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Reinforcement Learning

interests: toy machine learning problems

I made an AI to play a simple game by using reinforcement learning via a value function on game states. Motivation:

Basically, I wanted my own amusing progression story. The game I designed is really minimalistic: you play as a circle on a 2D square and move with fixed speed s, trying to collect as many "coins" as possible. At fixed intervals a new coin will spawn on a random point on the square. Here's the AI learning.

Trained on 0 games, earning 21 points:

gif of reinforcement learning agent being really dumb

Trained on 9 games, earning 36 points:

gif of reinforcement learning agent being dumb

Trained on 50 games, earning 57 points:

gif of reinforcement learning agent being ok

Trained on 250 games, earning 73 points:

gif of reinforcement learning agent being smart

The AI model

The AI takes in the following 3 pieces of data when choosing a target coin to move toward:

  • t, the normalized time. The game ends when t reaches 1
  • \vec{p}, the player's position in 2D coordinates
  • C, the matrix of coin positions

Value reinforcement learning works by equipping the AI with a function V(t, \vec{p}, C), meant to predict the expected number of points it has yet to gain in the game state. If this function is accurate, it should be easy for the AI to decide which move to take next. If it targets the kth coin available, the next game state (ignoring new coins) will have V(t + \frac{|\vec{p} - C_k|}{s}, C_k, C_{-k}) expected points, where C_{-k} is the matrix C without the kth coin. The AI should simply target the coin k which maximizes this function.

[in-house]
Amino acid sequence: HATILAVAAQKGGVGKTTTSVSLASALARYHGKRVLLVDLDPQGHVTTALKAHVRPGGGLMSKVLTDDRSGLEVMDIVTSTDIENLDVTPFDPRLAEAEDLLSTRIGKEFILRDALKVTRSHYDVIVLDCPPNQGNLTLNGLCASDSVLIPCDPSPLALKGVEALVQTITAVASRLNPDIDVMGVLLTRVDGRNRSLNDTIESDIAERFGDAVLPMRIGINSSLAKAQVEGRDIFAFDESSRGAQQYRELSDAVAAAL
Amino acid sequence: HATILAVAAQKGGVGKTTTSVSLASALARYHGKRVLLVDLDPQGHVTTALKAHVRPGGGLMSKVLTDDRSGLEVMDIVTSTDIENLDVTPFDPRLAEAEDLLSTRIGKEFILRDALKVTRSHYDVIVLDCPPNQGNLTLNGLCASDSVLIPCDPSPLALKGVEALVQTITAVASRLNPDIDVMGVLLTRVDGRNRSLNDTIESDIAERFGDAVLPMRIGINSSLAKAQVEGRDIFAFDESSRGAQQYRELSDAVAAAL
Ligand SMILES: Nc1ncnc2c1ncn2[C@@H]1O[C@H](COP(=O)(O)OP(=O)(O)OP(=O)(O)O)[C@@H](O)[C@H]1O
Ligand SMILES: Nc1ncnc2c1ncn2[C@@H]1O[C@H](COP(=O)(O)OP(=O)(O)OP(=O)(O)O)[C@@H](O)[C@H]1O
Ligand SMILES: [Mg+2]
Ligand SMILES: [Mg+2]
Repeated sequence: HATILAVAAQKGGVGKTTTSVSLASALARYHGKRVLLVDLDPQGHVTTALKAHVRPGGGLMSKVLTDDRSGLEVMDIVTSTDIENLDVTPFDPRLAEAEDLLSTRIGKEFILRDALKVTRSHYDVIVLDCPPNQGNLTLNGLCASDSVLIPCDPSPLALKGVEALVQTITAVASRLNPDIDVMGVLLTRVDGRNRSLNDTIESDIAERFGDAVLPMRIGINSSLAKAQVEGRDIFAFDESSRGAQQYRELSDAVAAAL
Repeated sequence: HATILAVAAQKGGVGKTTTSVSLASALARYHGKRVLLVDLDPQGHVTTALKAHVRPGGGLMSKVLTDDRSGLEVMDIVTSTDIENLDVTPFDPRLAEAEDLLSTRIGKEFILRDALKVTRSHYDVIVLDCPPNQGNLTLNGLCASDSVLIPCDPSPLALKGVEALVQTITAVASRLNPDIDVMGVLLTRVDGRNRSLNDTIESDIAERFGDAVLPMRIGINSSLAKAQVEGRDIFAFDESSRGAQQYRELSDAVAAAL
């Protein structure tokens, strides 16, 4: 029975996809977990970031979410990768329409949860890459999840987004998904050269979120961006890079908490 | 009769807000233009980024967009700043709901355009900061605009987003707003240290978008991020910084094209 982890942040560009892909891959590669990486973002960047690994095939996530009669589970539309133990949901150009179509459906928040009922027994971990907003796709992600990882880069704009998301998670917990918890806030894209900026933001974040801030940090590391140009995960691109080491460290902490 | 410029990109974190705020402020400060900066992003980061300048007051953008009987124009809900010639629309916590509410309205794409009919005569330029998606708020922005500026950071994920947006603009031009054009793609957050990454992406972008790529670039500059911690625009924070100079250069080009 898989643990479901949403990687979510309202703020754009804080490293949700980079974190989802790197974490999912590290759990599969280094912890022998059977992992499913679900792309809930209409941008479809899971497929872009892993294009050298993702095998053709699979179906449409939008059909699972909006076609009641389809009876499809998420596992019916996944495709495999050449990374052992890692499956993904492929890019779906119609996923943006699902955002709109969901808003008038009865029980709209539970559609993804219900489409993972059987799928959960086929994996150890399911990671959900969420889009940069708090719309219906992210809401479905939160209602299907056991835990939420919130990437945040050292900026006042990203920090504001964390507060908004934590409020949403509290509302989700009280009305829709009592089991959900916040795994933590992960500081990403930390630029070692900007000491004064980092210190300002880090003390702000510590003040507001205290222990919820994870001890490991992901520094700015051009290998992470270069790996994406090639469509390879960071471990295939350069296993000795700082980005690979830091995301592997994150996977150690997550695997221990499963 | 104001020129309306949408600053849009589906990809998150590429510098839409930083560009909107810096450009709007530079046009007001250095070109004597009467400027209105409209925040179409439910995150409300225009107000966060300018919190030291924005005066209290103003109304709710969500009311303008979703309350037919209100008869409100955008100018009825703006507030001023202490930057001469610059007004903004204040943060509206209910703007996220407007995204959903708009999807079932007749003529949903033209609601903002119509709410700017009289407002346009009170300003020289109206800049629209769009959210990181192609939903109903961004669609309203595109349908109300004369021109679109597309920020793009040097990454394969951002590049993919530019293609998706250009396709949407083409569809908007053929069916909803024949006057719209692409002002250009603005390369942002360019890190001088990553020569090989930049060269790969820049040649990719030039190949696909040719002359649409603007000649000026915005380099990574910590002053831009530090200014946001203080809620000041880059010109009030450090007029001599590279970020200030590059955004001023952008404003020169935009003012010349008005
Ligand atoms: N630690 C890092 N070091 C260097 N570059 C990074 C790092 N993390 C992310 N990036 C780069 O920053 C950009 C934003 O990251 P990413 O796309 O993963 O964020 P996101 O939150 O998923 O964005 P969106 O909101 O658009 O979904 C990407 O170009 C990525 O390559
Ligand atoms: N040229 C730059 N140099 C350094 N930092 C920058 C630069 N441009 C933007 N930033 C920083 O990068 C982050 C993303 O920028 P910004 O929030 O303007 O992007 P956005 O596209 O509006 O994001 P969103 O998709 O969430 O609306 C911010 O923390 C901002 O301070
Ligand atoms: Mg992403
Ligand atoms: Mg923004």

I created a natural model for V(t, \vec{p}, C) using tensorflow:

network diagram of neural network for reinforcement learning agent

All positions (for coins or the player) are interpreted by the "coordinate neurons". Those normalized responses, as well as t, are fed into feature computation. Those features are weighted by the single output neuron. The output neuron is linear, while all others use tanh.

To train the network, I took 100 snapshots of the game state as it progressed, as well as the final score. From that data, I could calculate the gradient of the loss function (just (V(t, \vec{p}, C) - (y-y_t))^2), where y is final score and y_t is the score during the snapshot) and update coefficients for all neurons.

Knowing this, the progression above should have new meaning: from 0 to 50 iterations, the AI was mostly learning not to play favorites with different parts of the board, and after that it was learning some of the finer details about tradeoffs between saving time and getting closer to clusters of coins. It still wasn't perfect at making those tradeoffs, but you can at least see that it tried.

Human Learnings

To get this AI learning consistently and quickly toward a good extremum, I made a few optimizations:
  • Bootstrap the AI on another. In value reinforcement learning, there are lots of extrema where the AI will only collect lousy data because it only knows how to play in a lousy way, and these can be avoided if you train on a decent AI for a while. I ultimately bootstrapped on a greedy AI by training from games where each choice is made based on the average of the greedy AI's and training AI's objective functions.
  • Add a cost term for coefficients (for tanh neurons) that get too large. In a neural network, large coefficients can make gradients shrink to 0 and learning crawl to a halt.
  • After each new game, retrain on some cases from old games. This helped balance the learning algorithm's direction, and it was practical because playing games was the performance bottleneck.